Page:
The next day was quite emotional for me as I went to visit the house of my late grandma. She had lived with us on and off in London for years so we were close.I had never been to her house in Accra whilst she was alive so it was weird to meet her neighbours and imagine her sat out on a chair with them all gossiping away!
After this, I visited the Artists Alliance Gallery which has many great displays inside showcasing Ghanaian talent.
Another very important place to visit is the Kwame Nkrumah Mausoleum. It’s a beautiful memorial park and museum dedicated to this revolutionary man. He was the Prime Minister who led Ghana to independence and was then elected as its 1st President. His story is very interesting and can be read about in the museum with great photos.
We visited Jamestown (Old Accra) which was important during colonial times and still has a large fishing community today. It has a non functioning prison and light house from which you get an amazing birds eye view of the area. The area is quite derelict compared with other parts of the city that I had seen.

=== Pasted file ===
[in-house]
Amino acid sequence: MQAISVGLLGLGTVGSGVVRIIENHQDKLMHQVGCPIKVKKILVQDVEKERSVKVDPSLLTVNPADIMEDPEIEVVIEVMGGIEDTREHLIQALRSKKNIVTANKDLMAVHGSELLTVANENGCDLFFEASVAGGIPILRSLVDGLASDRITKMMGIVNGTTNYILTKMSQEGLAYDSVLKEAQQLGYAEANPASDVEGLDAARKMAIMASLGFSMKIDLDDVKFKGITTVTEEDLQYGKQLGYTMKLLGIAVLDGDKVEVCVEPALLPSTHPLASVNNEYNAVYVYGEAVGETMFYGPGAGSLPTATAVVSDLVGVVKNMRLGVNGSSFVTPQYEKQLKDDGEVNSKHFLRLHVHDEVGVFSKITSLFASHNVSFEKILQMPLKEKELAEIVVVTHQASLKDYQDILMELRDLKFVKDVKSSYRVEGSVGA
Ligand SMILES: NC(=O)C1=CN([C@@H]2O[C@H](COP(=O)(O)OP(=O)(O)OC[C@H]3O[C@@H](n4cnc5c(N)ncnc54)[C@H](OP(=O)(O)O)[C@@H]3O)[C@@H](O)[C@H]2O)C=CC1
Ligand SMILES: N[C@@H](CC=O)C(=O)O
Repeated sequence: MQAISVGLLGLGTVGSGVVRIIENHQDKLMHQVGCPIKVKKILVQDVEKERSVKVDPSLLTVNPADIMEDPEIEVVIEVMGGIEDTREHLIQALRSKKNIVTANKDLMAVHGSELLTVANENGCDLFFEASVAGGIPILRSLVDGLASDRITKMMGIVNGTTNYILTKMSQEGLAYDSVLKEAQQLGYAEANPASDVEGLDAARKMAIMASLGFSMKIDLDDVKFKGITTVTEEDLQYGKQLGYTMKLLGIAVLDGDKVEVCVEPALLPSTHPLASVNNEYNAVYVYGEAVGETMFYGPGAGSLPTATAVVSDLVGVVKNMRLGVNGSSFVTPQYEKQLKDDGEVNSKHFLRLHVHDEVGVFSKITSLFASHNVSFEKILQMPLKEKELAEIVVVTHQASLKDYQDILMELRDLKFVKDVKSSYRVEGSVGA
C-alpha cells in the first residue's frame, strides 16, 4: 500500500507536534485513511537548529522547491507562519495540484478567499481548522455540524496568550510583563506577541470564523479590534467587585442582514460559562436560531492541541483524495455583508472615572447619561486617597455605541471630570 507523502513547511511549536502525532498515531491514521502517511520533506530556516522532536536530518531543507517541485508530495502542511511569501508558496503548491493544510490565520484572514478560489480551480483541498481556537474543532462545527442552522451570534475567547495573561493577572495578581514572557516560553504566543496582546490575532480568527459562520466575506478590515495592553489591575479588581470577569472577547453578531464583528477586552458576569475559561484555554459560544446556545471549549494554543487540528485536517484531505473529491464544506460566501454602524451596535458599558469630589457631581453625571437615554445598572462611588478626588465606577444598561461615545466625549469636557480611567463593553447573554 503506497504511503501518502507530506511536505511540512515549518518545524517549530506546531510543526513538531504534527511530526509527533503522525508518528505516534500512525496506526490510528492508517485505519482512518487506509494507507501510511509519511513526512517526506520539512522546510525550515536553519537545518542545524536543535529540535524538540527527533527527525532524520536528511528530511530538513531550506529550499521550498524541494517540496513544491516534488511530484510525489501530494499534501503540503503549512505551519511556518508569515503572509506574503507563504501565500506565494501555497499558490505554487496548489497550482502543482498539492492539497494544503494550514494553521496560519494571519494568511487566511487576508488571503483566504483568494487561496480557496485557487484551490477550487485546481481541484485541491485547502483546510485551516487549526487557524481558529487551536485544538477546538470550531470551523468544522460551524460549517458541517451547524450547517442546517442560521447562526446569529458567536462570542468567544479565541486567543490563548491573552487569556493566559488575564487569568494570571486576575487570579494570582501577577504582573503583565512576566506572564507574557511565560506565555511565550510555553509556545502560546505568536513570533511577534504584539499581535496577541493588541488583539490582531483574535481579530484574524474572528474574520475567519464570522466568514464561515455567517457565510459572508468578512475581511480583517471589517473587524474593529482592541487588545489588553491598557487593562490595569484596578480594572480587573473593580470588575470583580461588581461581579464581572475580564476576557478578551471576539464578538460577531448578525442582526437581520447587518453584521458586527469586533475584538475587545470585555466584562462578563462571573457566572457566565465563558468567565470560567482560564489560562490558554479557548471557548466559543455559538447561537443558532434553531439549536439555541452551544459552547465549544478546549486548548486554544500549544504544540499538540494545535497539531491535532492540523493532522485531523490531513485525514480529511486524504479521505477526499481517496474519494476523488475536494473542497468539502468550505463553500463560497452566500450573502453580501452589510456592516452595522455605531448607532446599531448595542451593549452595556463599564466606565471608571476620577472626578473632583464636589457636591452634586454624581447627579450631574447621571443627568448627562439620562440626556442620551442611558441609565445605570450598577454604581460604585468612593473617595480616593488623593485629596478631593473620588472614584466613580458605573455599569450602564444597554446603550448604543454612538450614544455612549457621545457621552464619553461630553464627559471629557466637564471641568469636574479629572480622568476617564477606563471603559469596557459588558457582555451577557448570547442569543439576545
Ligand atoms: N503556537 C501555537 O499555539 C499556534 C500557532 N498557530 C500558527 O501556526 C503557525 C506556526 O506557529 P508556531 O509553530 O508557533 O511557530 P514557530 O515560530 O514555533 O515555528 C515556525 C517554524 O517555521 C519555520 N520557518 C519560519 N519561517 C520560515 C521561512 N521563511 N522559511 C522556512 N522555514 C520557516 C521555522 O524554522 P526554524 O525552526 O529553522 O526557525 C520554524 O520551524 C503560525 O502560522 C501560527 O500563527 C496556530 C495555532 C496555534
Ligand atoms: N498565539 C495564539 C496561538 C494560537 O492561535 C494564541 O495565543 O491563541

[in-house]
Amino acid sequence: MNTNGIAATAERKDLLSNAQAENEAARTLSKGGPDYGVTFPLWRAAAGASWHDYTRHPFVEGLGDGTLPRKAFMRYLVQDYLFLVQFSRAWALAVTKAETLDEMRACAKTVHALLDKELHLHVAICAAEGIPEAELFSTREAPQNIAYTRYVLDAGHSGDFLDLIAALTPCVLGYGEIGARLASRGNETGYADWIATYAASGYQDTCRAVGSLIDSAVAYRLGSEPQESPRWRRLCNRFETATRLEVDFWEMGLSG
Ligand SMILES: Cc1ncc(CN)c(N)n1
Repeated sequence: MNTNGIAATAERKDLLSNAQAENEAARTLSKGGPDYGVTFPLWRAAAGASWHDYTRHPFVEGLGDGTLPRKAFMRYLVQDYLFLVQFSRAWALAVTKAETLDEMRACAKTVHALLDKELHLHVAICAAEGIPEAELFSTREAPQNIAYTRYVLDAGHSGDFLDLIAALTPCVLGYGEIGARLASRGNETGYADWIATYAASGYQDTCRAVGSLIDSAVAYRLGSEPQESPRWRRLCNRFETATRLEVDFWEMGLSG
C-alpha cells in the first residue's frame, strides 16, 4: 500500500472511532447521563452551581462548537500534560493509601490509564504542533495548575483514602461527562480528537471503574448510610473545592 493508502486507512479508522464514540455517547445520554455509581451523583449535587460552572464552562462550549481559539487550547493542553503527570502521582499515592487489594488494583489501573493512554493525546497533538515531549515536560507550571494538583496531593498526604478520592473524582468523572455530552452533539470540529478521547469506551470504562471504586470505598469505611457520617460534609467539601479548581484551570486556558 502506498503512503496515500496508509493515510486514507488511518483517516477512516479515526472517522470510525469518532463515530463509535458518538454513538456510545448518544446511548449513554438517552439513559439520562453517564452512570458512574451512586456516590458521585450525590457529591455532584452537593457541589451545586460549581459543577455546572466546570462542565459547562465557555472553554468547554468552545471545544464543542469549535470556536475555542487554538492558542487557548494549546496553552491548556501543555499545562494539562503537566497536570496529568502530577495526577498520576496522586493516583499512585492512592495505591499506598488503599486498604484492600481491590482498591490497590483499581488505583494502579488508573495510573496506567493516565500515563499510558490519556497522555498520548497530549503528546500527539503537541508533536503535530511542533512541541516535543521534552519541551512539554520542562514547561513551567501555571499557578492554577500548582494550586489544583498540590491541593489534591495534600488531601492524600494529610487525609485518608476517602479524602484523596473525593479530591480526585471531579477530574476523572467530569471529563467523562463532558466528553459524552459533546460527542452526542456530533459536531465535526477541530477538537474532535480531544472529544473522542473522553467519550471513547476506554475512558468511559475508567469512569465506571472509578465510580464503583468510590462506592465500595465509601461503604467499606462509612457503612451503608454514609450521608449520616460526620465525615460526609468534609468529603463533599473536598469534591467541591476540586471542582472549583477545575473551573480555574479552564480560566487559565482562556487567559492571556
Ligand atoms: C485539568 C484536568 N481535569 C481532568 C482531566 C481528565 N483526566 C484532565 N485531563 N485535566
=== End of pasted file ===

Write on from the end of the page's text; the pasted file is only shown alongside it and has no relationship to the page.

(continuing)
Not satisfied with shopping at the mall, I also visited Oxford Street! As well as some shops and markets, there are also restaurants and ice cream parlours to enjoy.
For the duration of my trip, it had been far too hot for me to enjoy a beach day..so when it became cooler and overcast for one day only, I took advantage and visited Labadi Pleasure Beach. It is a huge stretch of beach with the fancy parts attached to the Labadi Beach Hotel and the rest available to the public. Within it, there are a few restaurants and stalls to get drinks plus the opportunity to ride horses across the beach or just chill on a sun lounger to music.
My family’s house was close to The Aknac Hotel which is really cute! Non staying guests can visit to swim in their pool and enjoy the bar….I took full advantage of this on my last day.
As this was mostly one big catchup, I didn’t get to explore the nightlife as much as I like to when abroad. Depending on where you’re staying, there are lots of open bars and restaurants to see you through the night. Ghanaian cuisine is amazing..classics include jollof rice, banku, kenkey, fufu, plantain plus lots of meat so wherever you go, your tastebuds will be impressed. Of course you can get other types of cuisine too…and yes I did find a Chinese restaurant(!) called Noble House Chinese which DID NOT DISAPPOINT! Also do try fresh coconuts from street vendors (I can verify that these are tasty), all the fresh fruit and veg and the chocolate!
There are so many more places to visit depending on your time and budget including Elmina Castle, Cape Coast ( where you can visit their castle, Kakum National Park and take in the sea views), Volta Region (true natural beauty), and Kumasi (in the Ashanti Region..lots of interesting history from the Ashanti Kings to Colonial times), Mole National Park for safari and more.
I hope you will consider visiting this amazing country and let me know what you think!